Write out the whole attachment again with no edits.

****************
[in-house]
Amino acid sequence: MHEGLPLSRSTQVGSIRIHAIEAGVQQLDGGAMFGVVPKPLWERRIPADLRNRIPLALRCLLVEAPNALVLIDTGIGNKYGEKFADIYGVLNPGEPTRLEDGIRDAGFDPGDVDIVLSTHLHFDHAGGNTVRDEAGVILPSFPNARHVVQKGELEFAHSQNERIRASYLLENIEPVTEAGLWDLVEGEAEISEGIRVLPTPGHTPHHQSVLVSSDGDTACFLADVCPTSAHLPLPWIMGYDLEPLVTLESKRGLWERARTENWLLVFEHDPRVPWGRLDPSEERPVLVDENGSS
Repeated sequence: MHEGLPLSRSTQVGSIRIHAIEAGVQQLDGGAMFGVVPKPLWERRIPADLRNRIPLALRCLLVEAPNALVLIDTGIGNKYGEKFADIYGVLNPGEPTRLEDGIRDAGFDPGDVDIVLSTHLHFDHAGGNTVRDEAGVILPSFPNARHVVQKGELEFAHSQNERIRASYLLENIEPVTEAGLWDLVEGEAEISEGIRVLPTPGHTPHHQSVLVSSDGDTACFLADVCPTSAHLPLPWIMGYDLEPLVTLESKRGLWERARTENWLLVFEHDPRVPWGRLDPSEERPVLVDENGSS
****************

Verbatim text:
[in-house]
Amino acid sequence: MHEGLPLSRSTQVGSIRIHAIEAGVQQLDGGAMFGVVPKPLWERRIPADLRNRIPLALRCLLVEAPNALVLIDTGIGNKYGEKFADIYGVLNPGEPTRLEDGIRDAGFDPGDVDIVLSTHLHFDHAGGNTVRDEAGVILPSFPNARHVVQKGELEFAHSQNERIRASYLLENIEPVTEAGLWDLVEGEAEISEGIRVLPTPGHTPHHQSVLVSSDGDTACFLADVCPTSAHLPLPWIMGYDLEPLVTLESKRGLWERARTENWLLVFEHDPRVPWGRLDPSEERPVLVDENGSS
Repeated sequence: MHEGLPLSRSTQVGSIRIHAIEAGVQQLDGGAMFGVVPKPLWERRIPADLRNRIPLALRCLLVEAPNALVLIDTGIGNKYGEKFADIYGVLNPGEPTRLEDGIRDAGFDPGDVDIVLSTHLHFDHAGGNTVRDEAGVILPSFPNARHVVQKGELEFAHSQNERIRASYLLENIEPVTEAGLWDLVEGEAEISEGIRVLPTPGHTPHHQSVLVSSDGDTACFLADVCPTSAHLPLPWIMGYDLEPLVTLESKRGLWERARTENWLLVFEHDPRVPWGRLDPSEERPVLVDENGSS